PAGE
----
6. Diabetes:

According to Mahée Gilbert-Ouimet et al., in their study published in BMJ Open Diabetes Research and Care, women who work 35–40 hours each week have a 63 percent higher risk of developing diabetes. This could be attributed to irregular work schedules and eating times, among other reasons.

Diabetes can lead to various health complications, including nerve damage, kidney disease, and cardiovascular disease.

Women in occupations, with any stage of diabetes, need regular blood sugar monitoring and medications … plus healthy food options and opportunities for physical exercise.



“Work-From-Home options for women.”



7. Work-life balance:

Achieving a better work-life balance can be challenging for most women juggling home and work roles, but it is essential for maintaining good physical and mental health.

Carrying work home (or carrying the house to work) usually creates a lifestyle full of conflicted interests. Establishing clear boundaries between work and personal life may be the way out.

Also, according to Lydia Belanger, writing in Entrepreneur.com, studies show that women are less likely than men to take all their vacation time. Women must take annual breaks and use their vacation time to renew their health.


8. Sleep disorders:

Sleep is a critical component of overall health and well-being, yet many women who hold jobs struggle to get adequate sleep due to work-related stress and busy schedules.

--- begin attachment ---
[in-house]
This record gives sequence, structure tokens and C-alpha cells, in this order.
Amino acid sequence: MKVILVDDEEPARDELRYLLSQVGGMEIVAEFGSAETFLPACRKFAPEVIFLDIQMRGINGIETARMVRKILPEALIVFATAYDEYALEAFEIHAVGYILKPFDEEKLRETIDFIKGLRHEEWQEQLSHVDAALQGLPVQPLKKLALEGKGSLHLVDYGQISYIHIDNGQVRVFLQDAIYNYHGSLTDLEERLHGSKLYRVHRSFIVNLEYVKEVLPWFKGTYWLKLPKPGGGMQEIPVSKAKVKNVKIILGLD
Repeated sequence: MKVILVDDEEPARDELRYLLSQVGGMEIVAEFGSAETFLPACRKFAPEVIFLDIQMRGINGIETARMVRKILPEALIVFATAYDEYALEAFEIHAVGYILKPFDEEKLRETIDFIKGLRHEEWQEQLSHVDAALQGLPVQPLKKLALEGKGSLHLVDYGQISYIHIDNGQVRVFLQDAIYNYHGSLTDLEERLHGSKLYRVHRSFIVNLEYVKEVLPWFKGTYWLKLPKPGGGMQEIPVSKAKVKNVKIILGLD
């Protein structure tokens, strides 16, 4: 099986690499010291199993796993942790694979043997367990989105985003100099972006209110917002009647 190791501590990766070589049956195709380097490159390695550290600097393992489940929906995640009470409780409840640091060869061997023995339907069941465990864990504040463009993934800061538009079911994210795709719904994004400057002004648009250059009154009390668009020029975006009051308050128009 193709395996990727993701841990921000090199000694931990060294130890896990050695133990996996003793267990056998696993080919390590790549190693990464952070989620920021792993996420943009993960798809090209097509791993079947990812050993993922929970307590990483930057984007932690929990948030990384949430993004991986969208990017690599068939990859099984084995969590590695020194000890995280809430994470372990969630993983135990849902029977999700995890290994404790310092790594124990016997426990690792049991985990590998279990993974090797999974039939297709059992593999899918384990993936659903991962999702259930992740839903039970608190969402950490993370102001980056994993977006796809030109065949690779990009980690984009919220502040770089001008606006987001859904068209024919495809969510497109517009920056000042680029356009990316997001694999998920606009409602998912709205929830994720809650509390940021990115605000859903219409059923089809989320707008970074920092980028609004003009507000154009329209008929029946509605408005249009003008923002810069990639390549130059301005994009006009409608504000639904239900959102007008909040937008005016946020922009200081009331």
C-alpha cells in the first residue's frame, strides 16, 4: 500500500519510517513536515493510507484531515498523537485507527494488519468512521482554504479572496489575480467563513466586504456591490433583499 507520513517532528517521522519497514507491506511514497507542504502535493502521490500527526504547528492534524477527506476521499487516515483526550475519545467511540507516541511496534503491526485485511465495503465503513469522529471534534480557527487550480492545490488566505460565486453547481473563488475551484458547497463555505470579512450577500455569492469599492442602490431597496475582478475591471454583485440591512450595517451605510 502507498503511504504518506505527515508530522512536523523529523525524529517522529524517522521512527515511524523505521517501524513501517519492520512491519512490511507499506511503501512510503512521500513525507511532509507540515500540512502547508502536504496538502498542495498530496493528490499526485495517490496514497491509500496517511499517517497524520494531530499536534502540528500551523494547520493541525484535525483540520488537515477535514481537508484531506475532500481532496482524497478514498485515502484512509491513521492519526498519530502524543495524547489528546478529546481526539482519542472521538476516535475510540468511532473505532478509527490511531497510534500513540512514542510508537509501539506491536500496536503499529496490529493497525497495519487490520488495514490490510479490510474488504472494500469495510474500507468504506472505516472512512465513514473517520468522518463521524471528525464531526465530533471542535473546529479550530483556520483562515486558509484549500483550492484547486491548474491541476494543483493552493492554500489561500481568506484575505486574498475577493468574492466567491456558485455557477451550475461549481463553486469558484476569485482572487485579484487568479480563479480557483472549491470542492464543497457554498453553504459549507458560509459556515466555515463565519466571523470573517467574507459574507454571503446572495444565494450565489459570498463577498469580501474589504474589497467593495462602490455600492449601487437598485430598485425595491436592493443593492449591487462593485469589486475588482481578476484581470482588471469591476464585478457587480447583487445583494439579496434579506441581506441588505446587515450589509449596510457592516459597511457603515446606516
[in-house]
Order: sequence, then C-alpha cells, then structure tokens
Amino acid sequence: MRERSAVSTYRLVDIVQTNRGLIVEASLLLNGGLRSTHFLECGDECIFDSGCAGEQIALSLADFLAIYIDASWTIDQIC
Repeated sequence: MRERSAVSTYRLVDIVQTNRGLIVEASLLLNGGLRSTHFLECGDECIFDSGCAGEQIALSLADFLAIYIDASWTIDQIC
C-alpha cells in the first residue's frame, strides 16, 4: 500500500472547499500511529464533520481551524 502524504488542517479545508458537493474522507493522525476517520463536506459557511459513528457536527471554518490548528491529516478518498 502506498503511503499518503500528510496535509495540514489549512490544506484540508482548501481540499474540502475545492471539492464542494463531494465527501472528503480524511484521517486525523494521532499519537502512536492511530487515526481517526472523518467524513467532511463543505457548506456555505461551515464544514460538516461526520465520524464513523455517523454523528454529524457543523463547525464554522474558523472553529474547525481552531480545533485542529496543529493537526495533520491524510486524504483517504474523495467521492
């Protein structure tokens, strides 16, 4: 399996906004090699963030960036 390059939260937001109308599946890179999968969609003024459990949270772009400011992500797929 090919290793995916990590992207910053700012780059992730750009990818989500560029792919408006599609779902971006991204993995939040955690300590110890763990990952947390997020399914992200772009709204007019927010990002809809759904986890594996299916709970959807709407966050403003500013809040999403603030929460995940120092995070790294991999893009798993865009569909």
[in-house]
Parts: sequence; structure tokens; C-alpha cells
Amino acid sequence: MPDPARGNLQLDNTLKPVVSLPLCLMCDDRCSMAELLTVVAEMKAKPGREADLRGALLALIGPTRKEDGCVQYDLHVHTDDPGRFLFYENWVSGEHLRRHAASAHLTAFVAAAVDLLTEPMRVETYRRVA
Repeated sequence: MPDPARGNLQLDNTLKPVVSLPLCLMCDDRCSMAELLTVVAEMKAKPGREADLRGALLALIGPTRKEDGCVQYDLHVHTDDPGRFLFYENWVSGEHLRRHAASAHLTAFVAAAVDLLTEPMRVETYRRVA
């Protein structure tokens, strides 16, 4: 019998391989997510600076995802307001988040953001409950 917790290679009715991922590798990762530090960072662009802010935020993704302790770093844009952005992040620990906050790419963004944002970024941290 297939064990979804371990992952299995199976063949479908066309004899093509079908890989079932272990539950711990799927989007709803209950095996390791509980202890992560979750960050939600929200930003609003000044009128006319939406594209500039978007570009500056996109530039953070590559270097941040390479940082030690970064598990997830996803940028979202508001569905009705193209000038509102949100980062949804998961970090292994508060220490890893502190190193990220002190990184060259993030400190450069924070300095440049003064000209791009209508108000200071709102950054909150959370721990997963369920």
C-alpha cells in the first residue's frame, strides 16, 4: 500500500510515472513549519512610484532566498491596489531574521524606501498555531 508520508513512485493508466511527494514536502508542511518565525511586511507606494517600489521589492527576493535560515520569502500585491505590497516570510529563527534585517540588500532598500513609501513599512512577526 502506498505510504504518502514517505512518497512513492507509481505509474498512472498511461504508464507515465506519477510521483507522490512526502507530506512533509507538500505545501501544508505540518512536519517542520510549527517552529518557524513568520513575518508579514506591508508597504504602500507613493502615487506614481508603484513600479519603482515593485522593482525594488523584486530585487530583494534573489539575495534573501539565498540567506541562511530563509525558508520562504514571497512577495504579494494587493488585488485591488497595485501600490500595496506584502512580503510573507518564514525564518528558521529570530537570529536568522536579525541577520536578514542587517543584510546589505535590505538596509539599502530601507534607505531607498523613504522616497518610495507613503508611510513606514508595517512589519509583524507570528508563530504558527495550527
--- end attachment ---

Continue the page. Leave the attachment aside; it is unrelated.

Many women whose positions at work involve flying long-distance may often suffer from sleep disorders – unless they give themselves adequate sleep time to get over jet lag before returning to the office.

Women in the healthcare sector or other industries that require shift work may also need to find ways to get at least 6-7 hours of uninterrupted sleep during non-working time. This may require an investment in household help and childcare services that women must be ready for.


9. Occupational stress:

High job demands, job insecurity, and low control over work can lead to occupational stress. Women often like to take up a working lifestyle to find their fulfillment as individuals. But overstretching their limits can create more stress than they anticipated.

Occupational stress can be helped through stress management programs, such as counseling, support groups, or relaxation training. Mindfulness meditation, yoga, and deep breathing exercises can help.